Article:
Social Statistics- The Right to Land 1851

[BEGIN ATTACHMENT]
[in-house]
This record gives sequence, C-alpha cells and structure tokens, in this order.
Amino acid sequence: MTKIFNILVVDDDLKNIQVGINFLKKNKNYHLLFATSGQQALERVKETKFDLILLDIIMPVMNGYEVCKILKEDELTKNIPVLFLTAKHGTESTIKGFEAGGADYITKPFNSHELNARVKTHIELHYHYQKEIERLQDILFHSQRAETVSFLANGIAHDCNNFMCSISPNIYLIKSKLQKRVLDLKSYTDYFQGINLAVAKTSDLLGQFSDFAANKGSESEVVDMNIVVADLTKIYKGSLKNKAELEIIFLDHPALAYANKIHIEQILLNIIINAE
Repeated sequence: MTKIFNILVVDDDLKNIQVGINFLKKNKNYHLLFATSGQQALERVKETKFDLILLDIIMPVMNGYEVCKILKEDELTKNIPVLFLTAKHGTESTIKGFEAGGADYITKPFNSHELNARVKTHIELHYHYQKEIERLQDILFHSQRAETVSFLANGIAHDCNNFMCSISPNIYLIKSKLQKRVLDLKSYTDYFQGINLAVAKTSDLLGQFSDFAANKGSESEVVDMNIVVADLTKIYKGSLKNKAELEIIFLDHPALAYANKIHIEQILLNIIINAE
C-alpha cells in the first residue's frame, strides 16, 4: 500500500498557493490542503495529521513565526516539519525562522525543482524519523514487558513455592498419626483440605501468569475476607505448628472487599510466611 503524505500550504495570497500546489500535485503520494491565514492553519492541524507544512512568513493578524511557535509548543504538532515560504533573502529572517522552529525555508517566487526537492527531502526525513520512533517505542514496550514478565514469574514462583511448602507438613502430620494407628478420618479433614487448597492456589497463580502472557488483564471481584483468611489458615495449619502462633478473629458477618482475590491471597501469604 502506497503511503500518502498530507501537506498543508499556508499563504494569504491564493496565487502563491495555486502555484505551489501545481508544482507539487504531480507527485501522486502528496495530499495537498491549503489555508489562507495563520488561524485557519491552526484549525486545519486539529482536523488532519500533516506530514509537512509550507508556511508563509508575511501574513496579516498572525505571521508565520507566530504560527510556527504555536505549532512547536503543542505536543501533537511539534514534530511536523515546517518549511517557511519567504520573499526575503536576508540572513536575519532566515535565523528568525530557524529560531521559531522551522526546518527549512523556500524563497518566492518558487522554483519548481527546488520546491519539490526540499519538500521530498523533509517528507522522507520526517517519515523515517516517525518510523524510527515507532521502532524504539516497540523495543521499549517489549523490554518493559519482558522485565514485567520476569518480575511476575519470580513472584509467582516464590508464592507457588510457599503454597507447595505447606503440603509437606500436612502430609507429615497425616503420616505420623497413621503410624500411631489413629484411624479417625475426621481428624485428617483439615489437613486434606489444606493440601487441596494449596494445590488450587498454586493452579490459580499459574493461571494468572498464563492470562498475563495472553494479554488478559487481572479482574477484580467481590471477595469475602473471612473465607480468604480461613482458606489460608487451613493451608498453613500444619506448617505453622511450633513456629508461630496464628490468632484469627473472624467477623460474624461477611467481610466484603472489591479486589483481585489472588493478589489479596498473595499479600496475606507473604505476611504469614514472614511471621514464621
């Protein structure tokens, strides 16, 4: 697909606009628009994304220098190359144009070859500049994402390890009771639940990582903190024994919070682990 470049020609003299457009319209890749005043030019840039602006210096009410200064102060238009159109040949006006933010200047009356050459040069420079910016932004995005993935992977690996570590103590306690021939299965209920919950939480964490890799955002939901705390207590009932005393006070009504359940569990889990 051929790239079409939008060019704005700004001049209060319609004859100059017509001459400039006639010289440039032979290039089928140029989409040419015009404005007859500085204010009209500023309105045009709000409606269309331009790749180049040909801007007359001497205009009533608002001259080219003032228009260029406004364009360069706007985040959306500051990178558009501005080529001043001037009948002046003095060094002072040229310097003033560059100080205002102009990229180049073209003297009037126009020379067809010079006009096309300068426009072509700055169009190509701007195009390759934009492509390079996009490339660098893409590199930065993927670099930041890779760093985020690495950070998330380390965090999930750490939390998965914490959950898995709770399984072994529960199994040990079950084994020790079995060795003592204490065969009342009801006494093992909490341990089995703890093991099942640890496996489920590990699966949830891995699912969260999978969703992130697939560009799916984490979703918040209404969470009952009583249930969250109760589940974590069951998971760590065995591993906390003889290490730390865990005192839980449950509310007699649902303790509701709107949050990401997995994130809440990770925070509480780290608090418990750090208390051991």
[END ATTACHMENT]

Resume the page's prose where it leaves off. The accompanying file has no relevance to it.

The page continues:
Chapter 9: The world is God's bequest to mankind. All men are joint heirs to it... Our civilisation is only partial... co-heirship of all men to the soil is consistent with the highest civilisation... and... equity sternly commands it to be done. Equity, therefore, does not permit property in land. For if one portion of the earth's surface may justly become the possession of an individual, and may be held by him for his sole use and benefit, as a thing to which he has an exclusive right, then other portions of the earth's surface may be so held; and eventually the whole of the earth's surface may be so held; and our planet may thus lapse altogether into private hands. Observe now the dilemma to which this leads. Supposing the entire habitable globe to be so inclosed it follows that if the landowners have a valid right to its surface, all who are not landowners have not right at all to its surface. Hence, such can exist on the earth by sufferance only. They are all trespassers. Save by the permission of the lords of the soil, they can have no room for the soles of their feet. Nay, should the others think fit to deny them a resting-place these landless men might equitably be expelled from the earth altogether. If, then, the assumption that land can be held as property, involves that the whole globe may become the private domain of a part of its inhabitants; and if, by consequence, the rest of its inhabitants can then exercise their faculties-can then exist even-only by consent of the landowners; it is manifest, that an exclusive possession of the soil necessitates an infringement of the law of equal freedom. For, men who cannot "live and move and have their being: without the leave of others cannot be equally free with those others. Herbert Spencer, (1820-1903)

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